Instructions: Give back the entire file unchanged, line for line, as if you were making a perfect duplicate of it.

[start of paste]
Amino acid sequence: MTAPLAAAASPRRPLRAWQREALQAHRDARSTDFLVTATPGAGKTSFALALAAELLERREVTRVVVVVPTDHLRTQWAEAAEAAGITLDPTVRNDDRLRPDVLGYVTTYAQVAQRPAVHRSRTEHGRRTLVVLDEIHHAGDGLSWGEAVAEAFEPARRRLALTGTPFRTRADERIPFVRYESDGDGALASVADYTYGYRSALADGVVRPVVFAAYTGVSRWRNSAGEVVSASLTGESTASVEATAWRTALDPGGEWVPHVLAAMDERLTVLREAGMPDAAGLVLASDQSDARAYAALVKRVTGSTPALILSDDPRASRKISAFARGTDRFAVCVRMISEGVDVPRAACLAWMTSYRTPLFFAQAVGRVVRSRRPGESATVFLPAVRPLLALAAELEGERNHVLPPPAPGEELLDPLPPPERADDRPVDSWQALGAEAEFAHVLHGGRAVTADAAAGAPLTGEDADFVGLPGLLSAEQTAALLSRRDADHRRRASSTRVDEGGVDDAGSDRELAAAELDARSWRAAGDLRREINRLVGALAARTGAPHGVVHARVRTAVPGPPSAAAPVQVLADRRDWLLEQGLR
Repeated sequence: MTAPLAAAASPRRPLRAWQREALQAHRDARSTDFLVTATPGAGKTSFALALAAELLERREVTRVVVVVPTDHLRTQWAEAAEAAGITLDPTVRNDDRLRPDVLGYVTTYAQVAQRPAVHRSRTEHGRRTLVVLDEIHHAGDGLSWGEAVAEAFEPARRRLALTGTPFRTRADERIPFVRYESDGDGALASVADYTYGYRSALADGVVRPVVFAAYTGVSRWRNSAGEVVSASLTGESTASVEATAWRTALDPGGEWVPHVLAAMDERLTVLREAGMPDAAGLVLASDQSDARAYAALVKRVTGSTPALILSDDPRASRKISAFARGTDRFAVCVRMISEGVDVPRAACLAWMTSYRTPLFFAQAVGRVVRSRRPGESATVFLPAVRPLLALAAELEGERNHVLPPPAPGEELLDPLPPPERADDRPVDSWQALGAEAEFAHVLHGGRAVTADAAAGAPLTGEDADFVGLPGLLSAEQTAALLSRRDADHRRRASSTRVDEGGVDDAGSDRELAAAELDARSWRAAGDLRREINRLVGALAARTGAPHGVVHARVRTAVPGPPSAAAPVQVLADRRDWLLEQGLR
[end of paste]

Amino acid sequence: MTAPLAAAASPRRPLRAWQREALQAHRDARSTDFLVTATPGAGKTSFALALAAELLERREVTRVVVVVPTDHLRTQWAEAAEAAGITLDPTVRNDDRLRPDVLGYVTTYAQVAQRPAVHRSRTEHGRRTLVVLDEIHHAGDGLSWGEAVAEAFEPARRRLALTGTPFRTRADERIPFVRYESDGDGALASVADYTYGYRSALADGVVRPVVFAAYTGVSRWRNSAGEVVSASLTGESTASVEATAWRTALDPGGEWVPHVLAAMDERLTVLREAGMPDAAGLVLASDQSDARAYAALVKRVTGSTPALILSDDPRASRKISAFARGTDRFAVCVRMISEGVDVPRAACLAWMTSYRTPLFFAQAVGRVVRSRRPGESATVFLPAVRPLLALAAELEGERNHVLPPPAPGEELLDPLPPPERADDRPVDSWQALGAEAEFAHVLHGGRAVTADAAAGAPLTGEDADFVGLPGLLSAEQTAALLSRRDADHRRRASSTRVDEGGVDDAGSDRELAAAELDARSWRAAGDLRREINRLVGALAARTGAPHGVVHARVRTAVPGPPSAAAPVQVLADRRDWLLEQGLR
Repeated sequence: MTAPLAAAASPRRPLRAWQREALQAHRDARSTDFLVTATPGAGKTSFALALAAELLERREVTRVVVVVPTDHLRTQWAEAAEAAGITLDPTVRNDDRLRPDVLGYVTTYAQVAQRPAVHRSRTEHGRRTLVVLDEIHHAGDGLSWGEAVAEAFEPARRRLALTGTPFRTRADERIPFVRYESDGDGALASVADYTYGYRSALADGVVRPVVFAAYTGVSRWRNSAGEVVSASLTGESTASVEATAWRTALDPGGEWVPHVLAAMDERLTVLREAGMPDAAGLVLASDQSDARAYAALVKRVTGSTPALILSDDPRASRKISAFARGTDRFAVCVRMISEGVDVPRAACLAWMTSYRTPLFFAQAVGRVVRSRRPGESATVFLPAVRPLLALAAELEGERNHVLPPPAPGEELLDPLPPPERADDRPVDSWQALGAEAEFAHVLHGGRAVTADAAAGAPLTGEDADFVGLPGLLSAEQTAALLSRRDADHRRRASSTRVDEGGVDDAGSDRELAAAELDARSWRAAGDLRREINRLVGALAARTGAPHGVVHARVRTAVPGPPSAAAPVQVLADRRDWLLEQGLR